The UK government's Office of Fair Trading has unearthed "potentially unfair and aggressive commercial practices" in 38 popular games aimed at kids and adults and is threatening future action against unfair or unflagged use of 'Free2Play' and other commercial models.
The OFT has also published a set of guidelines (available here in PDF
form) following its April 2013 investigation into the dodgy, money grabbing practices. The OFT, "explored whether online and app-based games included commercial practices that may be considered misleading, aggressive or otherwise unfair under that legislation." It lays out its concerns as follows:
• a lack of transparent, accurate and clear up-front information relating, for example, to costs, and other information material to a consumer’s decision about whether to play, download or sign up to a game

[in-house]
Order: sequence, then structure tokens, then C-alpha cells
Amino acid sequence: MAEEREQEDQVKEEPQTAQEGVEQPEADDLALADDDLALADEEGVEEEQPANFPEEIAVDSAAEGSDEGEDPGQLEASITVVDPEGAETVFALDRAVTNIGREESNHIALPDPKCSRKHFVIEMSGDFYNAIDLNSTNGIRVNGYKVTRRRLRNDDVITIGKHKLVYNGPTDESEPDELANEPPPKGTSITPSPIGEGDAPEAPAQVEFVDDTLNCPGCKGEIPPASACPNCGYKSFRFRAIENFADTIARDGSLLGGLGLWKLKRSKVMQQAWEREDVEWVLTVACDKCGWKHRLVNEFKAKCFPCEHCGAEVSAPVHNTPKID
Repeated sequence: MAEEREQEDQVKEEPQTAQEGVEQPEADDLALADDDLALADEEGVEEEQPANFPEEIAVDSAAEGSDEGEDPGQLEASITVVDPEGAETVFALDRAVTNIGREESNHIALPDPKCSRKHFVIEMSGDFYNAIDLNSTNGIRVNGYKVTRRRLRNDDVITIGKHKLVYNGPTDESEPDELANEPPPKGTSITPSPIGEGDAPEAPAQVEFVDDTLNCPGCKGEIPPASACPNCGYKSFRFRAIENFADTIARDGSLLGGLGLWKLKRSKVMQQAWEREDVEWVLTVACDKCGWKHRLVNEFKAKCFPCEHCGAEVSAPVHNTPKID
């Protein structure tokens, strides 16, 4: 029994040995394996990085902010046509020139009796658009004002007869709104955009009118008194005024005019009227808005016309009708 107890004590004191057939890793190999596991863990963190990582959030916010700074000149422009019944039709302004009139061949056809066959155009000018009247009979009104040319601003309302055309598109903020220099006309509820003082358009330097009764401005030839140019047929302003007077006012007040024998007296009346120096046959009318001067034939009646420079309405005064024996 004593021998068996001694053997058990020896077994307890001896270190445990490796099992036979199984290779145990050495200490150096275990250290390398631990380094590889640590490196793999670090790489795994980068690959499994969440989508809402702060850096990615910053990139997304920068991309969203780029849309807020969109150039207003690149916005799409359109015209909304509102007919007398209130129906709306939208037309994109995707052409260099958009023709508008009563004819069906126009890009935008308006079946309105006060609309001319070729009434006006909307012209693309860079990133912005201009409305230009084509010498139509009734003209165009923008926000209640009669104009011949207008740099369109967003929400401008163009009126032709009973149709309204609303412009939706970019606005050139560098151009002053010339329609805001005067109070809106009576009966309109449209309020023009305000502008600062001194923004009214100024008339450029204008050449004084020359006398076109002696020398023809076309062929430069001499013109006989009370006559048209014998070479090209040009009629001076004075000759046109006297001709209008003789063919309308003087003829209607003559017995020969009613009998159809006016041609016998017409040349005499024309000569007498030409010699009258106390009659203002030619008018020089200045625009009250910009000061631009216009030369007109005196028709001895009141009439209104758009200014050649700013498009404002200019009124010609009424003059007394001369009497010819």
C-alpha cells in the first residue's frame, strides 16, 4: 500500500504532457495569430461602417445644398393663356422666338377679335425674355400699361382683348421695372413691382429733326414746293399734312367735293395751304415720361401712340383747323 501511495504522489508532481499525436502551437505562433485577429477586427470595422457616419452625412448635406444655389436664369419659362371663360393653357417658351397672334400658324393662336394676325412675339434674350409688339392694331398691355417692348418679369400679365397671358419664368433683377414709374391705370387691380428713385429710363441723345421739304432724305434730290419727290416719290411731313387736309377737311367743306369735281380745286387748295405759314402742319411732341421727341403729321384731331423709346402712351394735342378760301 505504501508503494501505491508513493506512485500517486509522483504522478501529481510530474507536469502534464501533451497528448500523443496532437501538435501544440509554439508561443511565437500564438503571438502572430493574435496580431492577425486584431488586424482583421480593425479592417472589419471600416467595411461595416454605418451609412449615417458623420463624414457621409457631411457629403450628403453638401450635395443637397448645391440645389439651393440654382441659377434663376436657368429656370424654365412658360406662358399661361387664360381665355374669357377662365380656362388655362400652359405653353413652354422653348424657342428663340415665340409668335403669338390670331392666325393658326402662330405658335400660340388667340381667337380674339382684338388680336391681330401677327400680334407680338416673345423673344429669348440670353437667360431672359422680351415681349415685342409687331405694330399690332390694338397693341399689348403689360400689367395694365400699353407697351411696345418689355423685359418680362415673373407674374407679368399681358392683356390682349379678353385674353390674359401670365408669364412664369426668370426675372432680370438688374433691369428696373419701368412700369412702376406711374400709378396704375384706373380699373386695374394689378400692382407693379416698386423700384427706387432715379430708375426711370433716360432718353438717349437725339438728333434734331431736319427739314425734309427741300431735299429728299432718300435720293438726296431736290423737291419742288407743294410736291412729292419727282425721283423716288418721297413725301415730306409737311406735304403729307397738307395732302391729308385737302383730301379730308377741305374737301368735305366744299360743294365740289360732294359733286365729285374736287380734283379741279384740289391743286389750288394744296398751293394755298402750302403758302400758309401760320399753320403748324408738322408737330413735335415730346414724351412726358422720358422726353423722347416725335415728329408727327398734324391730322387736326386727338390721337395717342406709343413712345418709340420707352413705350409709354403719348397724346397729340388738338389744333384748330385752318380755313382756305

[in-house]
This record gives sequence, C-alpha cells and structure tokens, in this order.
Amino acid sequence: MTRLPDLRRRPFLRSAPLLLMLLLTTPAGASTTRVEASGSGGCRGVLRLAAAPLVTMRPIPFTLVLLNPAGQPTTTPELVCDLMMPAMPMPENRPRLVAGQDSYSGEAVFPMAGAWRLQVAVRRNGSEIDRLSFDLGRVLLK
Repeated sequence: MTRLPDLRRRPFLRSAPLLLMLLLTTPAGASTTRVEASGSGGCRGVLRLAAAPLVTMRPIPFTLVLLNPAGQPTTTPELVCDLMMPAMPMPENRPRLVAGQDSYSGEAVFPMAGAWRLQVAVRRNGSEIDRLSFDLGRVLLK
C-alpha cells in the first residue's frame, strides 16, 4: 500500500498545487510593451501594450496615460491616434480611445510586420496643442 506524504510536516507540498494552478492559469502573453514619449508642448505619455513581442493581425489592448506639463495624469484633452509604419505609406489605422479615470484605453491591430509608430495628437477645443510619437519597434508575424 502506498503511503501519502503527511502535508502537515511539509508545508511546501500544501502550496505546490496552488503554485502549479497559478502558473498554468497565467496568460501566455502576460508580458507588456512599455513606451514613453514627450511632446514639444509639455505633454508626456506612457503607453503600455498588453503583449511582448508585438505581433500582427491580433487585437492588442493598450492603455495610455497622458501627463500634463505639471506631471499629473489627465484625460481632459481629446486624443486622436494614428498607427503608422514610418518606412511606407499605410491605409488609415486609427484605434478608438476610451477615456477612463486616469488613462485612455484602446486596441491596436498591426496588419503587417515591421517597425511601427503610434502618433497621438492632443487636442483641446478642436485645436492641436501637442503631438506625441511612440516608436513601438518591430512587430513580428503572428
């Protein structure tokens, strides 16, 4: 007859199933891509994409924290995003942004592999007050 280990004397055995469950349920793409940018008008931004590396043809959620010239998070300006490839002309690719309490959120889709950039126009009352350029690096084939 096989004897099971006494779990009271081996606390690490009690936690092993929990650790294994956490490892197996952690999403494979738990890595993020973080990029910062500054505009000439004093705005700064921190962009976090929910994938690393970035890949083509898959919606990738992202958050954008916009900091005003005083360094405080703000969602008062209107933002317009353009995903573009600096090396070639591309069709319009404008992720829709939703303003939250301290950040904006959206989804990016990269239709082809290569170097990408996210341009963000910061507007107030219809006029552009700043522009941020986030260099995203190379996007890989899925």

• misleading commercial practices, including failing to identify the practice’s commercial intent
• exploiting children’s inexperience, vulnerability and credulity, including by aggressive commercial practices
• including direct exhortations to children to buy advertised products or persuade their parents or other adults to buy advertised products for them
• payments taken from account holders without their knowledge, express authorisation or informed consent
The report states that "The OFT considers that commercial practices of this (microtransactional/F2P) nature are likely to breach consumer protection law. Many of the games we examined contained, in our view, at least one of the commercial practices described in this report. As such, we consider it necessary for market participants to implement changes to ensure full compliance with their legal responsibilities."
We'd recommend that if you're a developer or a consumer that you read the full guidelines.Image Credit